I never heard of Fordham until I started looking into colleges, but ever since my freshman year, I've been filled with school spirit ever time June 24th (Fordham's Founder's Day) rolls around, and I suppose that, as a good alum, the same will be true after I graduate. I never went to Argentina until this past February, but I spent enough time getting to absorb Argentine national pride to feel that, though my exchange program ended a little over a week ago, I will likewise always be filled with pride on today: July 9th, Argentine Independence Day. (After all, I did get to sing the national anthem with the current president.)

Having just celebrated our own independence on July 4th, we yanquis know full well what it means to rejoice as a nation in what it means to have our own shared identity and the liberty that comes along with that unique identity. In the U.S. we have particular reason to be glad: our nation was the first in the Americas to establish its freedom from the Old World, and, on top of that, our democratic system has never been interrupted by a coup d'etat. Argentina, which declared its independence in 1816, was one of the nations of the Americas which ended up following our lead, and the democratic system has not historically been so stable; the 20th century, from 1930 onwards, was marked by various coups. The U.S., anyway, has hardly been free (and at the moment certainly isn't free) from many serious problems, and while we may love to refer to ourselves as The Greatest Nation on Earth, I say that we ought to say so with great humility. The other nations of the New World (and all the other nations of the world, from Ireland to Algeria, which once were controlled by foreign powers), having followed us, are not inferior to us. We are all in this together, striving towards a world of freedom.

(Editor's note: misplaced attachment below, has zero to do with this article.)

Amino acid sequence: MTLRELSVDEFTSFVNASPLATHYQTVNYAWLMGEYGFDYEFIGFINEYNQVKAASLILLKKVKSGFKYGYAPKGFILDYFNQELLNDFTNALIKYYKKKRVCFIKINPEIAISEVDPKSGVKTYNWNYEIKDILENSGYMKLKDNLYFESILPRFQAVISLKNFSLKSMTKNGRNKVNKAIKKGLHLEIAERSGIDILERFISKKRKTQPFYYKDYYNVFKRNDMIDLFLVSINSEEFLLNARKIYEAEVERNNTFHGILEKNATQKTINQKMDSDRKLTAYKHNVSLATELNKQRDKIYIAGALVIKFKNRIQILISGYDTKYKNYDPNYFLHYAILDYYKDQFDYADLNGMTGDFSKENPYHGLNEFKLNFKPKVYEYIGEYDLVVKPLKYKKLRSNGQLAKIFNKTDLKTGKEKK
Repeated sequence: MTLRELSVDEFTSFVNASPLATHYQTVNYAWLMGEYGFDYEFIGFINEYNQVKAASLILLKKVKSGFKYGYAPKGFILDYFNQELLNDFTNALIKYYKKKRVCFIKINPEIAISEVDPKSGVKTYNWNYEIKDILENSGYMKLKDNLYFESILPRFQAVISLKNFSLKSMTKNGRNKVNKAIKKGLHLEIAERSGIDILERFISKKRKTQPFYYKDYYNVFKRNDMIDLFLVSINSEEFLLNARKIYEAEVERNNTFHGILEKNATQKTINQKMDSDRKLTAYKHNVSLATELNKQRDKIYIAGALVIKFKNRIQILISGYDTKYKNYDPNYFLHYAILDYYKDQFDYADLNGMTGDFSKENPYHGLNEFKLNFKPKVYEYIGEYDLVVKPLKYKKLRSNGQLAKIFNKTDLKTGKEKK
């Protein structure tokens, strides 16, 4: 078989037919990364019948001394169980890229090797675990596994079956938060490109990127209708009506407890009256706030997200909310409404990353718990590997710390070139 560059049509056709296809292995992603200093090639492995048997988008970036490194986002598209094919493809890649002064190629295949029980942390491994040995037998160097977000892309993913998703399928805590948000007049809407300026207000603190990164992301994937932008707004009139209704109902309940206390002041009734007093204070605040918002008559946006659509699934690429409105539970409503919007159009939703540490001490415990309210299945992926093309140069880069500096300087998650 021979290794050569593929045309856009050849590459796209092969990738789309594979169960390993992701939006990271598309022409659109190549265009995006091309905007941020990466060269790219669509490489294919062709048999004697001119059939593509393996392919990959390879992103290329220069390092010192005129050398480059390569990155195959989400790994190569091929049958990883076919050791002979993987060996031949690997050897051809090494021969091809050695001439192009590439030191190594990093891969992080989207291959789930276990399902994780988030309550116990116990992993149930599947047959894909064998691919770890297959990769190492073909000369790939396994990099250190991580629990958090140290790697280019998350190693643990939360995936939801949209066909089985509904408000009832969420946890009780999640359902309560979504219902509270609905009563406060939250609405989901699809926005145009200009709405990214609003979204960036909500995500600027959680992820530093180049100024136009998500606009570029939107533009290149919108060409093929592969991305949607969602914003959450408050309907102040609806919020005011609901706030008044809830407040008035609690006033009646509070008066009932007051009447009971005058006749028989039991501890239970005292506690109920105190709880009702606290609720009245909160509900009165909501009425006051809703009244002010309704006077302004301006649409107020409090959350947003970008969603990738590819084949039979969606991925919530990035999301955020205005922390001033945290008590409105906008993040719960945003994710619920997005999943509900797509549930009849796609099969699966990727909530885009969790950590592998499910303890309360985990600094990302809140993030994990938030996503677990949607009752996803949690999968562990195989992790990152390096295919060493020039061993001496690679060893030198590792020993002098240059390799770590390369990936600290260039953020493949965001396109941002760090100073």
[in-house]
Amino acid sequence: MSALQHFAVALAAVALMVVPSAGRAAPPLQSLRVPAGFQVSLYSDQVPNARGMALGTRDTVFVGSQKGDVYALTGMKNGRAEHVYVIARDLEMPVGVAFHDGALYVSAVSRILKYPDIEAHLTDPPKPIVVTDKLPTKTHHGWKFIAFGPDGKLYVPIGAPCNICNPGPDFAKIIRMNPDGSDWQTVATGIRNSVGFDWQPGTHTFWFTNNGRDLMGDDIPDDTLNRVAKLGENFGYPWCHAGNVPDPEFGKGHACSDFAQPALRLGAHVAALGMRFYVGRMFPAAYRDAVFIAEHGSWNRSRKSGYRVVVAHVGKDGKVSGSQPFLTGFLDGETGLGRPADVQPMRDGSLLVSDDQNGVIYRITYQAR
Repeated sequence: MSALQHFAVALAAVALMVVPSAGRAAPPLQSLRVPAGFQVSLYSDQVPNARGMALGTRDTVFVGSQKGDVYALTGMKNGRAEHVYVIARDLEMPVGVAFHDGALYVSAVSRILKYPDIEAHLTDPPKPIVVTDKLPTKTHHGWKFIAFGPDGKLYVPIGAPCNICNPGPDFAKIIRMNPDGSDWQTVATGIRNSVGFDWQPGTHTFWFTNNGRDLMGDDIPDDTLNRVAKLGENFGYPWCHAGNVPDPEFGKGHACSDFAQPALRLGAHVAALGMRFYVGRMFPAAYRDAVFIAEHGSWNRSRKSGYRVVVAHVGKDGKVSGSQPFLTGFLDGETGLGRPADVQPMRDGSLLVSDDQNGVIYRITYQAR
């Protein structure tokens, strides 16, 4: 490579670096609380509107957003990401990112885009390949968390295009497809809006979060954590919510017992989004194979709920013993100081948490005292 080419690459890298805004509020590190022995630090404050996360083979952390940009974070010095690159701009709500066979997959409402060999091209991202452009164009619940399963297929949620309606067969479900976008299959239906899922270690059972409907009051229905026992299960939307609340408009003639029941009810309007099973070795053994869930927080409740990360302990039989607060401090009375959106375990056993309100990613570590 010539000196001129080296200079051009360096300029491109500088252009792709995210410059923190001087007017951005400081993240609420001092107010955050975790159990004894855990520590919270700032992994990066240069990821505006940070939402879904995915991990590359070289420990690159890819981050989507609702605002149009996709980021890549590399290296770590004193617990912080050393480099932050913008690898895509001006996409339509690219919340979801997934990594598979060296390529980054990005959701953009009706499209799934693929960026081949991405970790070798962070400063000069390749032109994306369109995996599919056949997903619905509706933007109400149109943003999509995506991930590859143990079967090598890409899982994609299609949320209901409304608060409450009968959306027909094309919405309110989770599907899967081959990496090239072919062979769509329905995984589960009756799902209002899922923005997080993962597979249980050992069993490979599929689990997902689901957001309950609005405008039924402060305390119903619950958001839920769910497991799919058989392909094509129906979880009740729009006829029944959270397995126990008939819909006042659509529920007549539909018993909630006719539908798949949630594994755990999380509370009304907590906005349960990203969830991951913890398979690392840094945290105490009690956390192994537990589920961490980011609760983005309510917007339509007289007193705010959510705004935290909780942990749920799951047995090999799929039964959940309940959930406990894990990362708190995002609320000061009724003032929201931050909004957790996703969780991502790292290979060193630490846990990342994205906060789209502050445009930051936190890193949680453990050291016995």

I, having spent almost five months in Argentina, can, even while conscious of the danger of cultural appropriation, still venerate with great reverence the memory of the Liberator General Don José de San Martín and the other Argentine founding fathers, sing the national anthem, and view a beautiful blue sky as simply a reflection of the Argentine flag because, as an American, I have a right and a duty to rejoice in the unity in diversity of the nations of the world born of a common dream of freedom. This, I dare to suggest, ought to be the chief sentiment of our own great nation in the world which our generation will build.